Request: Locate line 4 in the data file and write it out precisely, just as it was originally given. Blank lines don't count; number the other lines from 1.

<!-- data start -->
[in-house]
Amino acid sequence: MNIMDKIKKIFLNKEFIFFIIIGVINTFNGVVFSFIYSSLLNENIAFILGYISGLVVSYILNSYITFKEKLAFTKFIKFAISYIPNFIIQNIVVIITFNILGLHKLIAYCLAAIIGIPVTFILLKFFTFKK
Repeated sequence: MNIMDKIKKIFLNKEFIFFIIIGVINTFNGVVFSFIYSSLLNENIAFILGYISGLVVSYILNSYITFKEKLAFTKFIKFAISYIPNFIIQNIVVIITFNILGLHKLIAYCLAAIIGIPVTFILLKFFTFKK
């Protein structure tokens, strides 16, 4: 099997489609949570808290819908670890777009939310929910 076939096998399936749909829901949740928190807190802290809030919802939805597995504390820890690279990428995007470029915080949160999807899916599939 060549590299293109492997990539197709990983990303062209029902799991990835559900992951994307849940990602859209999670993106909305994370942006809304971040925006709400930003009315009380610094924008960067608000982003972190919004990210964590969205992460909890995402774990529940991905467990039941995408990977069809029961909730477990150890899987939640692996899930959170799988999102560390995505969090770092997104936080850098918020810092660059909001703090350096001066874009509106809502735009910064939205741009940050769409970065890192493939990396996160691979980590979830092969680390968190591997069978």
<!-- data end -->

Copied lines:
């Protein structure tokens, strides 16, 4: 099997489609949570808290819908670890777009939310929910 076939096998399936749909829901949740928190807190802290809030919802939805597995504390820890690279990428995007470029915080949160999807899916599939 060549590299293109492997990539197709990983990303062209029902799991990835559900992951994307849940990602859209999670993106909305994370942006809304971040925006709400930003009315009380610094924008960067608000982003972190919004990210964590969205992460909890995402774990529940991905467990039941995408990977069809029961909730477990150890899987939640692996899930959170799988999102560390995505969090770092997104936080850098918020810092660059909001703090350096001066874009509106809502735009910064939205741009940050769409970065890192493939990396996160691979980590979830092969680390968190591997069978």